ECU plays host to Russian educators
(Apr. 16, 2002)
Sometimes more than a language barrier can impede collaboration between educators from different nations.
For instance, when East Carolina University presented an informal distance-education software overview for six Russian educators from Saratov State University and the Saratov Pedagogical Institute, the groundwork for a whizz-bang show was carefully laid. The computer screen danced with images and words as campus information technology experts described how students in faraway places can review study materials, receive assignments, submit their work for grading and converse with their professors, while using their computers at home.
The reaction was a surprise.
"We want to pay attention to all technologies," said Vladimir Strahov, a professor of psychology at Saratov State. "But we wouldn't use this system in my country very soon," he said, speaking through an interpreter.
Strahov explained: "Teaching is not only giving knowledge, but also making sure the student has the ability to apply it. Knowledge is not so good unless you can apply it," he said.
His colleague, Leonid Kossovich, a math professor, agreed and added that in Russia "we are not used to independent study."
"We prefer face to face," he said.
Such can be the woes of delving into the business of internationalization. And ECU is doing this very thing through a strategic initiative called the ECU-SSU Partnership Project in Education that involves the ECU professional schools and the College of Arts and Sciences and Saratov State University in Russia. Fortunately, whatever stumbling blocks may develop from cultural differences are far outnumbered by the opportunities to broaden educational experience for students at both campuses and to provide teaching faculty with the chance to interact with foreign scholars and engage in collaborative research and curriculum development.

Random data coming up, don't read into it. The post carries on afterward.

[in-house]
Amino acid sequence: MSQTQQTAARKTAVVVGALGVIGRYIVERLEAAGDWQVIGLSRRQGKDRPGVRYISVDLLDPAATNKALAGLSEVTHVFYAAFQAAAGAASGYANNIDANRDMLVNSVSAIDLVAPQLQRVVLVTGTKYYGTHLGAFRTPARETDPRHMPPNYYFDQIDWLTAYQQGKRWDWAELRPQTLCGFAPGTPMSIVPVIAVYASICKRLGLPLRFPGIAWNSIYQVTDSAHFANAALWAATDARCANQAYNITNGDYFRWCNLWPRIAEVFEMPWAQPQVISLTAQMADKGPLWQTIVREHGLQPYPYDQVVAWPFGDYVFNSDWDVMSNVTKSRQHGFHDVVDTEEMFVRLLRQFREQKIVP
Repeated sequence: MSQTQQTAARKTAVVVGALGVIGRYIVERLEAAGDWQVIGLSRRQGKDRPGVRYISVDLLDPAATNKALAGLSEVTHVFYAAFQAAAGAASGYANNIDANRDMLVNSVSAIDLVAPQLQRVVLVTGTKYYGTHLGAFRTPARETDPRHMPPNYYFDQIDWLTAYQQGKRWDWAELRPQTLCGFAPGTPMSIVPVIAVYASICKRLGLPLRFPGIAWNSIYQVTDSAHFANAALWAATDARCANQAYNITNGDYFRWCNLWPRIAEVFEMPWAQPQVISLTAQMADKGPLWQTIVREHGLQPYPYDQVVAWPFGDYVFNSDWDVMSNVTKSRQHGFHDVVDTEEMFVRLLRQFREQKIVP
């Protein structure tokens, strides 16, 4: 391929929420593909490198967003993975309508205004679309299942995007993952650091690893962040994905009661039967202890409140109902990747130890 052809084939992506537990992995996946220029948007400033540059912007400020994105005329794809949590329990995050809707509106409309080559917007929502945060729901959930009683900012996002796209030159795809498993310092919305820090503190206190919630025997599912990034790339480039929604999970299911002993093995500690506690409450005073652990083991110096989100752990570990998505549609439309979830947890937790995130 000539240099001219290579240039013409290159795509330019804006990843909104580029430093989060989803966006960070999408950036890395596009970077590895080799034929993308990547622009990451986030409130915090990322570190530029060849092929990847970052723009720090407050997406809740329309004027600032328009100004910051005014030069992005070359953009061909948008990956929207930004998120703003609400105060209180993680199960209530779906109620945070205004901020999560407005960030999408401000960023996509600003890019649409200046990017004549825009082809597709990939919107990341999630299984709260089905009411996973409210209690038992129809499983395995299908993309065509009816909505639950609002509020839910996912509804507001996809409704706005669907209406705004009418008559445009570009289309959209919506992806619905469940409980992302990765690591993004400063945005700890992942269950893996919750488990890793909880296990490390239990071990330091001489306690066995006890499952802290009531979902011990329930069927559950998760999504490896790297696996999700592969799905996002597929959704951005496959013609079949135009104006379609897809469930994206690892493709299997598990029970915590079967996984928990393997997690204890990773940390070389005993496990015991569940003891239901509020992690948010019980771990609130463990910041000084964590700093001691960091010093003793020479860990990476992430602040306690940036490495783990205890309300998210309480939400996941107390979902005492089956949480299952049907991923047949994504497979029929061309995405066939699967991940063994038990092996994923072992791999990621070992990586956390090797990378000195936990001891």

Funded with a $300,000 grant from the Bureau of Educational and Cultural Affairs of the U.S. Department of State, the ECU-SSU Partnership began in 1999. The project has brought about two dozen Russian educators and students to Greenville and an equal number of ECU representatives to Saratov. Six Russians visited ECU this spring and returned to Saratov in March. Saratov, located in south central Russia, has a population of nearly 1 million and is a16-hour train ride from Moscow.
ECU education professor Nancy Zeller developed the program based on the contacts she made during her Fulbright Fellowship in Russia in 1996 and 97. A year later, she began discussions with Dmitri Trubetskov, the rector of Saratov State, and her further work with members of the Saratov staff resulted in a funding proposal.
Zeller said the project was funded in part because of because of the movement toward a more open society in Russia.
The project is centered on four areas: special education, school administration, social work and child advocacy and library development and academic computing.
In special education, the partnership uses the strengths of ECU's special education program to address Russia's need for assistance in the identification and education of children with disabilities. School administration brings ECU's expertise in preparing school leaders to the task of developing a leader-training program with credentials for school principals in Russia.
Social work and child advocacy involves the ECU School of Social Work and Criminal Justice in developing advocacy programs and training teachers on how to address child problems. The last activity, involving library development and academic computing, fo